As an attempt from the government to mitigate the economic impact of the outbreak on individuals, quarantined cases being held outside of the home are entitled to a daily food allowance of 60,000 VND (US$2.59), while those remaining at home as part of the quarantine measure receive 40,000 VND (US$1.72).10 Given that the average monthly wage in Vietnam is US$150,11 this would slash an individual’s income by 2–3 times while remaining in quarantine and unable to work. Assuming they are released after 14 days and could resume work again, social stigma directed toward people who have returned from an epidemic area could hinder their chance of returning to work promptly. For the residents in the locked down communes, it would likely be much longer than 14 days before they can exit their residential areas and return to the city or other provinces for work. In such cases, the loss of income could be felt over the course of weeks or months.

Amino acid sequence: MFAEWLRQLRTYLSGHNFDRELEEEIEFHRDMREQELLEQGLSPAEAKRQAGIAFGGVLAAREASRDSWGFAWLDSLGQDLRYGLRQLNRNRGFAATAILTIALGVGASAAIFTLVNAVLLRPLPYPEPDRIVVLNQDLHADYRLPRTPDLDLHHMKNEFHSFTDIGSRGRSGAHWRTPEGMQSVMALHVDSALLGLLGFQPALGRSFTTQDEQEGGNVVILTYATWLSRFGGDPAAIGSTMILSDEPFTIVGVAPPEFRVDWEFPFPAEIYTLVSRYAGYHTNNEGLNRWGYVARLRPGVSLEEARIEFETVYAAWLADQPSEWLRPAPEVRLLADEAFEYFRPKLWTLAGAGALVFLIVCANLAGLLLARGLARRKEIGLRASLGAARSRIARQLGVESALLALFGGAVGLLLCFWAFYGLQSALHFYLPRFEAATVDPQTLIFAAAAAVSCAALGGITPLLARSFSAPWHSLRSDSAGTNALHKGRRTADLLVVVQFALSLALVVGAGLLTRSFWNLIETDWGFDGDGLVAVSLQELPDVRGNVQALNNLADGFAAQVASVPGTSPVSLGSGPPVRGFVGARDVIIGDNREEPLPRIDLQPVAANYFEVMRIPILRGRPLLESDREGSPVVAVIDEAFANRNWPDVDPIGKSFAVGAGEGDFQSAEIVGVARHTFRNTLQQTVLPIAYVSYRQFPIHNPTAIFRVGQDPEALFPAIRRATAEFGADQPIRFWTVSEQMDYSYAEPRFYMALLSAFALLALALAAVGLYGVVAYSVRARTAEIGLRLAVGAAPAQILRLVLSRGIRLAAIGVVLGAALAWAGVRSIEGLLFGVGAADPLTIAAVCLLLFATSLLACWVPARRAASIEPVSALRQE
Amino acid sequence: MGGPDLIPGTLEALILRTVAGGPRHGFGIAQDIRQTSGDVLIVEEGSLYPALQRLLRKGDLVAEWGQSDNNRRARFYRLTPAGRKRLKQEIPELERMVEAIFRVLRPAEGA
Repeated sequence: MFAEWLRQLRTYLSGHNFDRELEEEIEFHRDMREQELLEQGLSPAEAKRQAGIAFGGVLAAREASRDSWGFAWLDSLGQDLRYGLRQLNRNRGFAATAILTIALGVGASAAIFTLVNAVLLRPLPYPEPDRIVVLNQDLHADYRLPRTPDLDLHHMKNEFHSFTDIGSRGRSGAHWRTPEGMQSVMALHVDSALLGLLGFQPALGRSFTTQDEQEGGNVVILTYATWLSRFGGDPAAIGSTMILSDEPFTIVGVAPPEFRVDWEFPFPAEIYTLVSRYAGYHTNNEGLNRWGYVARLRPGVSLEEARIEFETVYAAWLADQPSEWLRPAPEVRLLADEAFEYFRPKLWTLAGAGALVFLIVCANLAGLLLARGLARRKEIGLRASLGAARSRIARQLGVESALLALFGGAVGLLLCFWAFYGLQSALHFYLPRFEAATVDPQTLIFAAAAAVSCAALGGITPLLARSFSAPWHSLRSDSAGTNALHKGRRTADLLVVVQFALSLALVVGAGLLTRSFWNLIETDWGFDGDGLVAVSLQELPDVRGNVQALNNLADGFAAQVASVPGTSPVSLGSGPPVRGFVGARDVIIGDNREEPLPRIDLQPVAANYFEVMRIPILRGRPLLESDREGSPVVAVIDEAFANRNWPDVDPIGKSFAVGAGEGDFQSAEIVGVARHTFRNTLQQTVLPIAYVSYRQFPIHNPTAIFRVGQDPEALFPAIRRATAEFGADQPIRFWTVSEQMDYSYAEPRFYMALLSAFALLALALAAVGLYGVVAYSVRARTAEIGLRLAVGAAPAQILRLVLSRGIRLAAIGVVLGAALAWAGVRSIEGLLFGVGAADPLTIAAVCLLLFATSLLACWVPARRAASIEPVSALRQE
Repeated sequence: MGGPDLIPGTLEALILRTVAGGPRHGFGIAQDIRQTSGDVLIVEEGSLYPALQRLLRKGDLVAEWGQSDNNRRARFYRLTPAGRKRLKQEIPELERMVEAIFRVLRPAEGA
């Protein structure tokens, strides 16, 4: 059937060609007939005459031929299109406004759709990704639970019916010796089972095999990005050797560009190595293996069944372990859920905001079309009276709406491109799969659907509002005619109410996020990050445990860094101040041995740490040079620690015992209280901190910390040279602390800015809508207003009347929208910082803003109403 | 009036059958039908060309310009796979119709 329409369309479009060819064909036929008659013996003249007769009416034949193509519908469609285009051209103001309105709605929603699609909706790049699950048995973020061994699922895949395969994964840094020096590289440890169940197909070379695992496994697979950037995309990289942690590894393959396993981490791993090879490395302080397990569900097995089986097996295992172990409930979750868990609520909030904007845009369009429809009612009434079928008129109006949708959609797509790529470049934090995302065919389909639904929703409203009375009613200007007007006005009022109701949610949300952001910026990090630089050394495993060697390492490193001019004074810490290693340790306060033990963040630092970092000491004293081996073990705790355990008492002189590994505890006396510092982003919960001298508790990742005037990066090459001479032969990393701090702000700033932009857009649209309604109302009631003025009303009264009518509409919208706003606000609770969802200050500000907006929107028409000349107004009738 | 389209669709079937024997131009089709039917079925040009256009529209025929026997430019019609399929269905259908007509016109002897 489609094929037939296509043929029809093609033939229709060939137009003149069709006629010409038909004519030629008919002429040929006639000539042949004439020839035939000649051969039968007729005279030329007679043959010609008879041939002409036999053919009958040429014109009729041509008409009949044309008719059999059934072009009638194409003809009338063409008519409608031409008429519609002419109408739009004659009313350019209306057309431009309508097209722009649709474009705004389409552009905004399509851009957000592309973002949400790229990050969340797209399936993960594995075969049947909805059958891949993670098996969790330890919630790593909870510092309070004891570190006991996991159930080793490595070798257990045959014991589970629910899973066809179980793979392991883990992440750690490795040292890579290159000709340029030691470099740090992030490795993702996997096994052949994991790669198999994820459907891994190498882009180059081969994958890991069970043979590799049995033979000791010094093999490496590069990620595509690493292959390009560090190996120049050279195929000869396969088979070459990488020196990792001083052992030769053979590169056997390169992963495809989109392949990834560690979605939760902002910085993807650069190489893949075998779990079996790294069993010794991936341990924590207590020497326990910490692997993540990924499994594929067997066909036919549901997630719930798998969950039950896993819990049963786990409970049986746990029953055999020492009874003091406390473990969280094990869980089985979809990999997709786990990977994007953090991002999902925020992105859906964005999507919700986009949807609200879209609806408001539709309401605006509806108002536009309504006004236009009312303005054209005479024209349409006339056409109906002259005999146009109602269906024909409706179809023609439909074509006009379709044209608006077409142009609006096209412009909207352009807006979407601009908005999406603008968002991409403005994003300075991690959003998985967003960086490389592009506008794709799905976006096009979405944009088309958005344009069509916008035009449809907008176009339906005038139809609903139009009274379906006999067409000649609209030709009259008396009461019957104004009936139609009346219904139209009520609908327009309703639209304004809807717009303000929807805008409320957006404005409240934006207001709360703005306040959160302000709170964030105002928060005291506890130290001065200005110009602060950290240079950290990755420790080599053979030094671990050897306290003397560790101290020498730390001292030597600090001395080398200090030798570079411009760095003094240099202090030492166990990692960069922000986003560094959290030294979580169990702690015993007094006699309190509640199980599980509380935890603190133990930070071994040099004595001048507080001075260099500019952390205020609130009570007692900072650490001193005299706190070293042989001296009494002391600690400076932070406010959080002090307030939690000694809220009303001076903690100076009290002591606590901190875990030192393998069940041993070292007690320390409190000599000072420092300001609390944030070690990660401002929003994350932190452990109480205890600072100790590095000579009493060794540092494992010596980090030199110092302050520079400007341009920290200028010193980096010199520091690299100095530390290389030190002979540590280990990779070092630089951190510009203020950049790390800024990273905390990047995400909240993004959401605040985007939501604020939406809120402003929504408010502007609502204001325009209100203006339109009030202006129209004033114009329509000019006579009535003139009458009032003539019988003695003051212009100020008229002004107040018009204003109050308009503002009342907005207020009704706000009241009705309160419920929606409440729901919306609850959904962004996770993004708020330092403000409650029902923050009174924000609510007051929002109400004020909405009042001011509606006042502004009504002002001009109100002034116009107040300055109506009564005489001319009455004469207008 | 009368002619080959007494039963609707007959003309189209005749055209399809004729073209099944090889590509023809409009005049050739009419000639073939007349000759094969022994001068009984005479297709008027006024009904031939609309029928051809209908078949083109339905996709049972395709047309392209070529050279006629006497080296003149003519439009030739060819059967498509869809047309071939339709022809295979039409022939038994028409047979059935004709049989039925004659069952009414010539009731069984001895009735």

Other noteworthy cases of affected groups are farmers. Hundreds of hectares of land with massive unsold stocks are the results of closed borders. In one particular scenario, farmers are forced to sell their watermelons domestically at around 1,000 VND (US$0.043) per kilogram, down from the 8,000 VND (US$0.34) they had hoped for. This is not enough to break even, let alone to make ends meet. At this rate, farmers are losing over US$4,000 per hectare in overhead costs for the season,12 leaving them in a precarious state (figure 2).

Figure 2

Heavy losses to watermelon farmers in Ninh Thuan Province due to COVID-19 (Adapted from Giao Duc Thoi Dai).24